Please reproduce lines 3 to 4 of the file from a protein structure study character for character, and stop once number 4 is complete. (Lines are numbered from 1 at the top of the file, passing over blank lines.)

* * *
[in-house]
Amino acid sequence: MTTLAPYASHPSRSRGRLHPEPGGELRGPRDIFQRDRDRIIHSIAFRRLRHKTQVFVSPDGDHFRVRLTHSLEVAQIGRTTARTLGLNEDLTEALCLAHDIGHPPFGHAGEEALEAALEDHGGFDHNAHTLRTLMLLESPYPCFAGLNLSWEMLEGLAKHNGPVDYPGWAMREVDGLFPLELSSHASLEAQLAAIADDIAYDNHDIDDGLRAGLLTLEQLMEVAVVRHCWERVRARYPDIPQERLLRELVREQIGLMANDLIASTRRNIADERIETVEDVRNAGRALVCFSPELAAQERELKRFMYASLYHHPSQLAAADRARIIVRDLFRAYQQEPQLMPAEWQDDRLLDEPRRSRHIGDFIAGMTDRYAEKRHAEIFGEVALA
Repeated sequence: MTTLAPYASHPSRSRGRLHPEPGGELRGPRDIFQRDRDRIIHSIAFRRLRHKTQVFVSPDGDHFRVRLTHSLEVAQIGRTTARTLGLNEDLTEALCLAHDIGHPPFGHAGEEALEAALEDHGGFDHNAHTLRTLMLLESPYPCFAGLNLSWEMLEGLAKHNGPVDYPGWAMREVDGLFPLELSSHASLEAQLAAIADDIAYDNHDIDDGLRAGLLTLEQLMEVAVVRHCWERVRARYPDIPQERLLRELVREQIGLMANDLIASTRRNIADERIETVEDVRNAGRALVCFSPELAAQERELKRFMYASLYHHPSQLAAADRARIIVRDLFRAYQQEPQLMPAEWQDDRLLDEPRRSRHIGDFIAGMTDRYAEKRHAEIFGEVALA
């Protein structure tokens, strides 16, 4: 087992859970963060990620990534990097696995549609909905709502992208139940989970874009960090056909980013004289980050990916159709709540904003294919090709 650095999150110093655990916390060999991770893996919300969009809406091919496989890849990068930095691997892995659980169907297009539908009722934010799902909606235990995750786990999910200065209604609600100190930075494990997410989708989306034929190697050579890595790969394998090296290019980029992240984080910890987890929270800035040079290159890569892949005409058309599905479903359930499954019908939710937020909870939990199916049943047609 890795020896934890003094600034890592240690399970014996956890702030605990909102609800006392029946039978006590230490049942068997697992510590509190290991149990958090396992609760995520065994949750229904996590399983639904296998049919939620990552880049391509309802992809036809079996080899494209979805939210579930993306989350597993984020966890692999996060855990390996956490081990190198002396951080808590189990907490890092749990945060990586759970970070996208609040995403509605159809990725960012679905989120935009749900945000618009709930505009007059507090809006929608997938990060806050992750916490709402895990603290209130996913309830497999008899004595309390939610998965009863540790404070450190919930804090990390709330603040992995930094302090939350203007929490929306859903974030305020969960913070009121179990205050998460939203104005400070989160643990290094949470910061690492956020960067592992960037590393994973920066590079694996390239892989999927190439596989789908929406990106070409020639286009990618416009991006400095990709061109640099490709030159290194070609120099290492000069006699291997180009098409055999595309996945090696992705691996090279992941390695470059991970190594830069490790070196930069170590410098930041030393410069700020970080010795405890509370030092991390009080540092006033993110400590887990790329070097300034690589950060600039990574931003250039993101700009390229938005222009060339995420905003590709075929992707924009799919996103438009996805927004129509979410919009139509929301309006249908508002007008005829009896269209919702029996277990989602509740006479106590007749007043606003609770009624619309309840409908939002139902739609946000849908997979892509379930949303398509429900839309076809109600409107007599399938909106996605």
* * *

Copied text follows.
Repeated sequence: MTTLAPYASHPSRSRGRLHPEPGGELRGPRDIFQRDRDRIIHSIAFRRLRHKTQVFVSPDGDHFRVRLTHSLEVAQIGRTTARTLGLNEDLTEALCLAHDIGHPPFGHAGEEALEAALEDHGGFDHNAHTLRTLMLLESPYPCFAGLNLSWEMLEGLAKHNGPVDYPGWAMREVDGLFPLELSSHASLEAQLAAIADDIAYDNHDIDDGLRAGLLTLEQLMEVAVVRHCWERVRARYPDIPQERLLRELVREQIGLMANDLIASTRRNIADERIETVEDVRNAGRALVCFSPELAAQERELKRFMYASLYHHPSQLAAADRARIIVRDLFRAYQQEPQLMPAEWQDDRLLDEPRRSRHIGDFIAGMTDRYAEKRHAEIFGEVALA
């Protein structure tokens, strides 16, 4: 087992859970963060990620990534990097696995549609909905709502992208139940989970874009960090056909980013004289980050990916159709709540904003294919090709 650095999150110093655990916390060999991770893996919300969009809406091919496989890849990068930095691997892995659980169907297009539908009722934010799902909606235990995750786990999910200065209604609600100190930075494990997410989708989306034929190697050579890595790969394998090296290019980029992240984080910890987890929270800035040079290159890569892949005409058309599905479903359930499954019908939710937020909870939990199916049943047609 890795020896934890003094600034890592240690399970014996956890702030605990909102609800006392029946039978006590230490049942068997697992510590509190290991149990958090396992609760995520065994949750229904996590399983639904296998049919939620990552880049391509309802992809036809079996080899494209979805939210579930993306989350597993984020966890692999996060855990390996956490081990190198002396951080808590189990907490890092749990945060990586759970970070996208609040995403509605159809990725960012679905989120935009749900945000618009709930505009007059507090809006929608997938990060806050992750916490709402895990603290209130996913309830497999008899004595309390939610998965009863540790404070450190919930804090990390709330603040992995930094302090939350203007929490929306859903974030305020969960913070009121179990205050998460939203104005400070989160643990290094949470910061690492956020960067592992960037590393994973920066590079694996390239892989999927190439596989789908929406990106070409020639286009990618416009991006400095990709061109640099490709030159290194070609120099290492000069006699291997180009098409055999595309996945090696992705691996090279992941390695470059991970190594830069490790070196930069170590410098930041030393410069700020970080010795405890509370030092991390009080540092006033993110400590887990790329070097300034690589950060600039990574931003250039993101700009390229938005222009060339995420905003590709075929992707924009799919996103438009996805927004129509979410919009139509929301309006249908508002007008005829009896269209919702029996277990989602509740006479106590007749007043606003609770009624619309309840409908939002139902739609946000849908997979892509379930949303398509429900839309076809109600409107007599399938909106996605």